Hypothesis: Compliance with a paper diary protocol would be improved by using auditory signaling.
Background: Prior research has demonstrated that compliance with the reporting schedule in paper diary protocols is poor.
Methods: Adults with chronic pain (N = 27) were recruited from the community to participate in a 24-day experience sampling protocol of 3 pain assessments per day (10:00 a.m., 4:00 p.m., 8:00 p.m.). Diaries were instrumented to record openings and closings, thereby permitting determination of date and time when the participant could have made diary entries. Participants were signaled with a programmed wristwatch at the onset of each 30-min assessment window. Two compliance windows were defined: -/+ 15 min and -/+ 45 min of the targeted assessment time.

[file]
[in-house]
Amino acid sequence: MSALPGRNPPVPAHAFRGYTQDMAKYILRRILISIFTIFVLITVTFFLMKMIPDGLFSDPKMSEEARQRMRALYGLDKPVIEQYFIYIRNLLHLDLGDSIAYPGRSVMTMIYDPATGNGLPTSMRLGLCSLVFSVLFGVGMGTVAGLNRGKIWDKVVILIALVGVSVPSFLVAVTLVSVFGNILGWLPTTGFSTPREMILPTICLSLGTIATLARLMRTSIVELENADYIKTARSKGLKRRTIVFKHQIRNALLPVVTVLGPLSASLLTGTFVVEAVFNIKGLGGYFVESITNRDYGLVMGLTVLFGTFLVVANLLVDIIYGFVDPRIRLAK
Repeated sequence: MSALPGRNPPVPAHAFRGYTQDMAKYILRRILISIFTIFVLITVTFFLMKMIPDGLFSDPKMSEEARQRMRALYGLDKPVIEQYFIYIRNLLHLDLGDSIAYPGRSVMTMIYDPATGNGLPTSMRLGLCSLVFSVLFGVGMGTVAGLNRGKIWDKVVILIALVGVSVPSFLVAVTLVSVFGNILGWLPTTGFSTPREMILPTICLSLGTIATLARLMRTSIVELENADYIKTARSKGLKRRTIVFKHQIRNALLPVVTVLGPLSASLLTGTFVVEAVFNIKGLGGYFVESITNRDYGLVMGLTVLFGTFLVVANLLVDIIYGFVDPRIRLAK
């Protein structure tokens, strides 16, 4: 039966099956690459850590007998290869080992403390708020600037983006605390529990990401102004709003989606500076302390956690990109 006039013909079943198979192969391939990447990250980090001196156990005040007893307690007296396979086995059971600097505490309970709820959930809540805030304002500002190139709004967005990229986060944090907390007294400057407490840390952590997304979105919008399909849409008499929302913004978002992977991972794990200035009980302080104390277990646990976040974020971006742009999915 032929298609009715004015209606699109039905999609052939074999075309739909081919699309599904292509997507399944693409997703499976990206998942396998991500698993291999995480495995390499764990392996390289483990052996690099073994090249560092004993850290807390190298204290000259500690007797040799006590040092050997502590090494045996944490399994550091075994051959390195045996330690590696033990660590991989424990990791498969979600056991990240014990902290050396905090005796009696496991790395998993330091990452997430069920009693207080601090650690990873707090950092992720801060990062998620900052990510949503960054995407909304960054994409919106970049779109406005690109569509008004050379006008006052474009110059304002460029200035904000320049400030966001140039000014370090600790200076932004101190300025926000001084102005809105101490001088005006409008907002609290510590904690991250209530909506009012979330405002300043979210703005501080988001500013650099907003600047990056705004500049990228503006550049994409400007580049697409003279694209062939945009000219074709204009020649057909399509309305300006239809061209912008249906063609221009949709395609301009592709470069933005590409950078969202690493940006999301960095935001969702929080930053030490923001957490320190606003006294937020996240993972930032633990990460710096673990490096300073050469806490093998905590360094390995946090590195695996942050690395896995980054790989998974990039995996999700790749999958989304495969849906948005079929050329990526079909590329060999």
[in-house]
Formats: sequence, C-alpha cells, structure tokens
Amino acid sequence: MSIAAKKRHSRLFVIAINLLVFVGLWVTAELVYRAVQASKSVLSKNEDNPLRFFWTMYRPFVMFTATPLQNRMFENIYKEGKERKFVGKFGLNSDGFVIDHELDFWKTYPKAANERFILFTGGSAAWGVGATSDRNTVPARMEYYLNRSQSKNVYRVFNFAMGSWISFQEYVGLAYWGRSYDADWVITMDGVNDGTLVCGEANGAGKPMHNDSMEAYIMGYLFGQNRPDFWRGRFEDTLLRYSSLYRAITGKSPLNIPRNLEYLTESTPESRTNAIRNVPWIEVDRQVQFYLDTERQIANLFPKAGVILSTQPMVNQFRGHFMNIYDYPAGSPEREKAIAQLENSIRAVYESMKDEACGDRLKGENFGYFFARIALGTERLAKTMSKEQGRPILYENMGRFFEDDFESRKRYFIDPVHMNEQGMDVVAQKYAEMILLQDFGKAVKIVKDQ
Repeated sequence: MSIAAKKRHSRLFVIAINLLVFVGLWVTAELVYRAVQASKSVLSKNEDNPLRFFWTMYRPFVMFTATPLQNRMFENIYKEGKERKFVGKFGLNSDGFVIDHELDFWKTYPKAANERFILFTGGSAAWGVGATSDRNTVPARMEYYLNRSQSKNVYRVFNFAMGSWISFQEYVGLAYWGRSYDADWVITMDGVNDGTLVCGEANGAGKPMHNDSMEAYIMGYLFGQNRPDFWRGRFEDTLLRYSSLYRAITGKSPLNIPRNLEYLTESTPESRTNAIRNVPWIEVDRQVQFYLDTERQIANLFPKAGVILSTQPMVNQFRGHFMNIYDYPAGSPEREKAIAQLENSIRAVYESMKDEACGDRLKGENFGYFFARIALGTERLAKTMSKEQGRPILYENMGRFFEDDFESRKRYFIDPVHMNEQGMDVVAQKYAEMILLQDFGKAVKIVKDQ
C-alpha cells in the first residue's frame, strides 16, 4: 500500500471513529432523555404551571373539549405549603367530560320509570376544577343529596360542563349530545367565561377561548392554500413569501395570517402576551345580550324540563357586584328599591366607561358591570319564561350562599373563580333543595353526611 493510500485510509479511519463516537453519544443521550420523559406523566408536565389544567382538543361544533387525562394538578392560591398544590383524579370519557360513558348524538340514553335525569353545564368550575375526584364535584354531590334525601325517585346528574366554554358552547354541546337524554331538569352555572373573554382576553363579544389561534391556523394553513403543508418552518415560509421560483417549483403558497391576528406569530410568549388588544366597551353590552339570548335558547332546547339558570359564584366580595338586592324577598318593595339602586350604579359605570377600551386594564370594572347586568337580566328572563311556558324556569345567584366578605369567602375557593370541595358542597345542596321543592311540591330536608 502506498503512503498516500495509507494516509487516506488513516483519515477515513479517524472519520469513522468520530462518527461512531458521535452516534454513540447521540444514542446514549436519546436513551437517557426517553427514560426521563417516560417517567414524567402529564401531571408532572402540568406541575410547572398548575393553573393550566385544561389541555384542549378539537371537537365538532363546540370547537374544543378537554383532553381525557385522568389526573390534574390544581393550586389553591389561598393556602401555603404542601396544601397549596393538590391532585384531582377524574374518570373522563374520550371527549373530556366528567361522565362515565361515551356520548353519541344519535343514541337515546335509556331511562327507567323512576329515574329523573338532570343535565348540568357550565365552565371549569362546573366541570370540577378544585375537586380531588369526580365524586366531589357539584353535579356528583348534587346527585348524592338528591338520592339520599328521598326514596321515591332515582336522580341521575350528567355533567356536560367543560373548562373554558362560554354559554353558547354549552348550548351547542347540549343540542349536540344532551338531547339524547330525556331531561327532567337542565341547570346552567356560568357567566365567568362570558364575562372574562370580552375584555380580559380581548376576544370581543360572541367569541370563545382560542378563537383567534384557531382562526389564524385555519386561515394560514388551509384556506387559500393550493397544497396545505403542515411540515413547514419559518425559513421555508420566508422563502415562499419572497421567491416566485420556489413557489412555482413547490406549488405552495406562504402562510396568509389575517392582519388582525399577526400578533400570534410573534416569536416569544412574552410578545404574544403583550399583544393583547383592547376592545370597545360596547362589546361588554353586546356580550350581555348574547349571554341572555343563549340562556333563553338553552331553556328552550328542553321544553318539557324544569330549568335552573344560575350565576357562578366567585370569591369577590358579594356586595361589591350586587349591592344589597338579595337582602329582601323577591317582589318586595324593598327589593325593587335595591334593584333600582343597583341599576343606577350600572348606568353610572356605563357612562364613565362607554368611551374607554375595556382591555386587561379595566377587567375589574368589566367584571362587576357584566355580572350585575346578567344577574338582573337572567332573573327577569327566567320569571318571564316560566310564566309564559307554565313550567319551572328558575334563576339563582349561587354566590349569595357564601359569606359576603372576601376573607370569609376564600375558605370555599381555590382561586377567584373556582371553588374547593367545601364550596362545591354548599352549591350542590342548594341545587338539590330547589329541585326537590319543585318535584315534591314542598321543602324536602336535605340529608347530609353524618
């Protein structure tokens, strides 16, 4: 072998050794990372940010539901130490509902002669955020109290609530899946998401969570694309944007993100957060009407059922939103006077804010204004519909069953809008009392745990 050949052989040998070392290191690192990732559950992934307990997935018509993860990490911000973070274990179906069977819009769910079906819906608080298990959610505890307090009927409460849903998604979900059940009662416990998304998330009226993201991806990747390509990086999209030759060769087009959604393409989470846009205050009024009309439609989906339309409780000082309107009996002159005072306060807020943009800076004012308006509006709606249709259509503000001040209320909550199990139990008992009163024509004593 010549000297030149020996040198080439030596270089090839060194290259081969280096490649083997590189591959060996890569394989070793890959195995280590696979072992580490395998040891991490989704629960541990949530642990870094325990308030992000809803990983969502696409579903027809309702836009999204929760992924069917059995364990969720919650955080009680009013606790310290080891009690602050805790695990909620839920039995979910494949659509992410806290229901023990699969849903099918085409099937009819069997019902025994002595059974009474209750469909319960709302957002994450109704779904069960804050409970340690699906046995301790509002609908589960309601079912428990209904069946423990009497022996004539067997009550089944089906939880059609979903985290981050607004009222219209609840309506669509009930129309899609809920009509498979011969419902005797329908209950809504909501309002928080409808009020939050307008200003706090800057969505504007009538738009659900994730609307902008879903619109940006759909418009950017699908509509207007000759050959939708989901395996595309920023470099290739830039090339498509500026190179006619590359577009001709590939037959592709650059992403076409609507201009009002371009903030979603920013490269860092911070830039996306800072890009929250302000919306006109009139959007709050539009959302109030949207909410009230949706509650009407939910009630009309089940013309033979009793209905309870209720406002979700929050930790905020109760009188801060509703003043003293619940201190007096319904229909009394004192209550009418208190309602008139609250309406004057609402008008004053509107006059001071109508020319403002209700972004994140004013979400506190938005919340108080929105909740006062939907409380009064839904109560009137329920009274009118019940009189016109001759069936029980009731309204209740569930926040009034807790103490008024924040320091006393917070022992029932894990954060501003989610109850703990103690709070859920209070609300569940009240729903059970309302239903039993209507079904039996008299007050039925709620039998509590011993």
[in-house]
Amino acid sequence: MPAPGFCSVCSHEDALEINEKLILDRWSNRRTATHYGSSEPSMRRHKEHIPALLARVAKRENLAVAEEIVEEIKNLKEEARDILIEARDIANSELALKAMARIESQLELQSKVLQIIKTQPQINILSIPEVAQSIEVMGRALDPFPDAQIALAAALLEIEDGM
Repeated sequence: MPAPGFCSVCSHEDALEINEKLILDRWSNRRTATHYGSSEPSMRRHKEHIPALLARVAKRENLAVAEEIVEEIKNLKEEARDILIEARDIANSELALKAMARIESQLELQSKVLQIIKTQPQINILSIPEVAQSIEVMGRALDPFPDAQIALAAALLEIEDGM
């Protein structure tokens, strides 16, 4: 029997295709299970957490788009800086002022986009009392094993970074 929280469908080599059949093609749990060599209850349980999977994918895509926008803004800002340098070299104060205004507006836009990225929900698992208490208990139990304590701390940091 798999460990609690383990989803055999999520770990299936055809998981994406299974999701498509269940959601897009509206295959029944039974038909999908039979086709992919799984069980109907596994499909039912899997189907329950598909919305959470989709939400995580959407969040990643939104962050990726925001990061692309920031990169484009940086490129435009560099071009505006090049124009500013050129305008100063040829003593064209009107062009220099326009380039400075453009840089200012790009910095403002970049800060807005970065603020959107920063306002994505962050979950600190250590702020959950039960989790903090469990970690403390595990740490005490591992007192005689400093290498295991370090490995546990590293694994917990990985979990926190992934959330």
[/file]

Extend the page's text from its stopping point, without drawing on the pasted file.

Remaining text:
Results: Self-reported compliance based on participants' paper diaries was 85% and 91% for the 30- and 90-min windows. Verified compliance was 29% and 39% for the two windows. Signaling produced a significant increment in verified compliance when compared with an identical trial without signaling. A significant eroding of verified compliance was observed across the 3 weeks of the study.
Conclusions: Self-report dating of diary entries may be misleading investigators about compliance with diary protocols. Although auditory signaling enhances compliance, the result is still unsatisfactory.